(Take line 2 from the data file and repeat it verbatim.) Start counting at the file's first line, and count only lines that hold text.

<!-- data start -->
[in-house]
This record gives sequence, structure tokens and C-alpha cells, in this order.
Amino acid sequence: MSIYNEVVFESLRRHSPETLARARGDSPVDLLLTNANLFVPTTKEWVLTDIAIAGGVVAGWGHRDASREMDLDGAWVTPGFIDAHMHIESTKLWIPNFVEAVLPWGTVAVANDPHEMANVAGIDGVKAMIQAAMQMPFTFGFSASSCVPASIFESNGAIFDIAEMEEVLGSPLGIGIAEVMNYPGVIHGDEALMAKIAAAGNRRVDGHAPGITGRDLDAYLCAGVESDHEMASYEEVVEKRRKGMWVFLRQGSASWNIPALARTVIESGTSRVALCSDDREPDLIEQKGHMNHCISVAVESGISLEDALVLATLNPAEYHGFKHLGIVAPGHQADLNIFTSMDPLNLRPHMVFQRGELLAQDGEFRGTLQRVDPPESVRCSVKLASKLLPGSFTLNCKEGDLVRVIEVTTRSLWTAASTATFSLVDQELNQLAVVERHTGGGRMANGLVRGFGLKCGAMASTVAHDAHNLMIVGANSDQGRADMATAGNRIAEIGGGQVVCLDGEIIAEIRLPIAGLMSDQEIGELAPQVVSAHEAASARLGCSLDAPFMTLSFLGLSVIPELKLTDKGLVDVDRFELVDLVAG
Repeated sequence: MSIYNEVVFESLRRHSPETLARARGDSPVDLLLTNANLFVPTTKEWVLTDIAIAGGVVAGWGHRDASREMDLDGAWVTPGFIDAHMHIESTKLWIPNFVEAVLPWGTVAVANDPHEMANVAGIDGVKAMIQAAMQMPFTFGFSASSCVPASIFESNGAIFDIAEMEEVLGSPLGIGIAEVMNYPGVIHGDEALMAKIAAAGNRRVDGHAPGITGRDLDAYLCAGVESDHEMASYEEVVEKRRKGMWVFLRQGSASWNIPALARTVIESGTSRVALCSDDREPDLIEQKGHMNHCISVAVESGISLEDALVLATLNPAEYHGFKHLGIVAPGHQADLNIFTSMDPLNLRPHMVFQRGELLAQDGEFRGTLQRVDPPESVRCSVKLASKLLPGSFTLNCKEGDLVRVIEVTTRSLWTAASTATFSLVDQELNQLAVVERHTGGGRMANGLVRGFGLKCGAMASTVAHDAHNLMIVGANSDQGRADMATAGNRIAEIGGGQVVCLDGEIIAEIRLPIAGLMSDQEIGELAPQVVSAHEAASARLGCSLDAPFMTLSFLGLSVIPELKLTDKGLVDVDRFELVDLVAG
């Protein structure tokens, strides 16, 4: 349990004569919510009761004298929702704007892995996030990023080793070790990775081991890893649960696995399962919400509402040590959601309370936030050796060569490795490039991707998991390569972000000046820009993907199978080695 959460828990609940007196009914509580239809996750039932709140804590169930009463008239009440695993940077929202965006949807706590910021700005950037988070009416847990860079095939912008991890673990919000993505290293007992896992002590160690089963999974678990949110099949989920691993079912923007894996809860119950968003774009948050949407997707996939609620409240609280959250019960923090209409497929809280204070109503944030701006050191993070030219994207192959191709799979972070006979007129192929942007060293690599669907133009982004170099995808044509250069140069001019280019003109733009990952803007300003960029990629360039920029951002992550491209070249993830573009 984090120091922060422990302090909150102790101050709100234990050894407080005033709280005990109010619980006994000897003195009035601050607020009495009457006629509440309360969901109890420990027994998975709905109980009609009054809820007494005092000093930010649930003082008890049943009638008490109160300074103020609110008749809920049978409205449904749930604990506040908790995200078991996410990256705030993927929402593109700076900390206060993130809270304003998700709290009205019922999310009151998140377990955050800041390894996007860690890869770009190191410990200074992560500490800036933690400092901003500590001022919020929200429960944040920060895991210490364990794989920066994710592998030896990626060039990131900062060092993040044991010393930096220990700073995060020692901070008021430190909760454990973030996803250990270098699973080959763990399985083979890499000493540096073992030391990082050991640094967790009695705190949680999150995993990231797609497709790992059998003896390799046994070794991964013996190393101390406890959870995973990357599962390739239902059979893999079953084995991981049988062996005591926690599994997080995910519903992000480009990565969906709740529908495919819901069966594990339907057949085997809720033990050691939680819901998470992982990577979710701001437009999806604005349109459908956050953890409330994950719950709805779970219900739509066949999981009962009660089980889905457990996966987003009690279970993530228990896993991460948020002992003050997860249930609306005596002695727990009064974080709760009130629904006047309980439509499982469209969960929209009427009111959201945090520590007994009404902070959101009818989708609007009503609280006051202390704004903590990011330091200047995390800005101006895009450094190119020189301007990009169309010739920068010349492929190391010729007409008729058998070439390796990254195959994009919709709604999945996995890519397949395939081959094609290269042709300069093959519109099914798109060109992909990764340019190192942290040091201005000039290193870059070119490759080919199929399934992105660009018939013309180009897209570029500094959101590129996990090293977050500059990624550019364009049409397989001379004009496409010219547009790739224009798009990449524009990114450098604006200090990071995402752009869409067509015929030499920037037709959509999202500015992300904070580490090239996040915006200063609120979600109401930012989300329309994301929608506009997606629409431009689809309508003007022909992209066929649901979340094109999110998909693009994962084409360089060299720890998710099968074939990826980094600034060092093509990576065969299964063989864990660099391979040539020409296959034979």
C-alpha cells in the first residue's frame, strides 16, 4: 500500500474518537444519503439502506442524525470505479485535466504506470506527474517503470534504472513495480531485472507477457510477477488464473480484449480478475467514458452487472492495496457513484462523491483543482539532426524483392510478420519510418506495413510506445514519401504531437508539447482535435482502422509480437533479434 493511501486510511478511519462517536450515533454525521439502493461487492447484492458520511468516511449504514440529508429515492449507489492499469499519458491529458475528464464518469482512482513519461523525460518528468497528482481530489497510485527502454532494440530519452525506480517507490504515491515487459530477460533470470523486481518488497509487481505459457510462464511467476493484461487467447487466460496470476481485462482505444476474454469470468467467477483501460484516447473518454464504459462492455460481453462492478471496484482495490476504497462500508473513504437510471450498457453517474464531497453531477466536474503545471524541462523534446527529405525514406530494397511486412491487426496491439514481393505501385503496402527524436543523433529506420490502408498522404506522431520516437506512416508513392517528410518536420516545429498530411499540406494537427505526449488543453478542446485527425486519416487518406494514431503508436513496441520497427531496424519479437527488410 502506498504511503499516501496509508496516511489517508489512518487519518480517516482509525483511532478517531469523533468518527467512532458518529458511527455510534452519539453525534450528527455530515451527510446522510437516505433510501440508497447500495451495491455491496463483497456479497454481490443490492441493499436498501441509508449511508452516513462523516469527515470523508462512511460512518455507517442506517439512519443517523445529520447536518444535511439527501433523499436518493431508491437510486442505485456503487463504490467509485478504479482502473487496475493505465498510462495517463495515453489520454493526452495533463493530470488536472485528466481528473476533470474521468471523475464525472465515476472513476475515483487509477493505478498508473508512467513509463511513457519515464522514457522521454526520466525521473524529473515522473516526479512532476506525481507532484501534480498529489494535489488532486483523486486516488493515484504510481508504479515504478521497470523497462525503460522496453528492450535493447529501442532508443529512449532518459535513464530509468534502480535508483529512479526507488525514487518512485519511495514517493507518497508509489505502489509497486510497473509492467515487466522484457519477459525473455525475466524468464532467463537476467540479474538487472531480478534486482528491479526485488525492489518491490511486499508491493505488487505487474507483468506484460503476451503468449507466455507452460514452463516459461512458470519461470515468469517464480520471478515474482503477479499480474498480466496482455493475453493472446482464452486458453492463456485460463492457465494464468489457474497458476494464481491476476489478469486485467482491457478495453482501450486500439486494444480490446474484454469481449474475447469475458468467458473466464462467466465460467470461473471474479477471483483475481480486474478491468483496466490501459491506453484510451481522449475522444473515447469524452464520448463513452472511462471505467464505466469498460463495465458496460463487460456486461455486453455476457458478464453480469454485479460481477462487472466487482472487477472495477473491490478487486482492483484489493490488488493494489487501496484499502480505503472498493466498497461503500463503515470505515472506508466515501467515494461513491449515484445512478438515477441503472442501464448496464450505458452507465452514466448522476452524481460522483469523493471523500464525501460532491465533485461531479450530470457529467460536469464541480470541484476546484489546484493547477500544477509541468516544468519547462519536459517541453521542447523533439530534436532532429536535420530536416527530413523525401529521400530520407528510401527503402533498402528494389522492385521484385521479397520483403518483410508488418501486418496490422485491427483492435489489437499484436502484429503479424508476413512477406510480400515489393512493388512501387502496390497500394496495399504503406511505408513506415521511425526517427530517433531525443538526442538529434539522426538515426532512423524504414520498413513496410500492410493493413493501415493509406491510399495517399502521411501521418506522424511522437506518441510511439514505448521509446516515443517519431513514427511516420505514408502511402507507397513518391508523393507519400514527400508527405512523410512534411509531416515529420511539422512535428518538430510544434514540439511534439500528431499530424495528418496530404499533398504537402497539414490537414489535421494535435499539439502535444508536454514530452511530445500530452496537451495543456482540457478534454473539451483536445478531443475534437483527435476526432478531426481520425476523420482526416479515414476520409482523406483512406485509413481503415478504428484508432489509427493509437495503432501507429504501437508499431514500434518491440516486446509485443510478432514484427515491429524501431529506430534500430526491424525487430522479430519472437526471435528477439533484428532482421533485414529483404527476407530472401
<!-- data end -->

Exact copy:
This record gives sequence, structure tokens and C-alpha cells, in this order.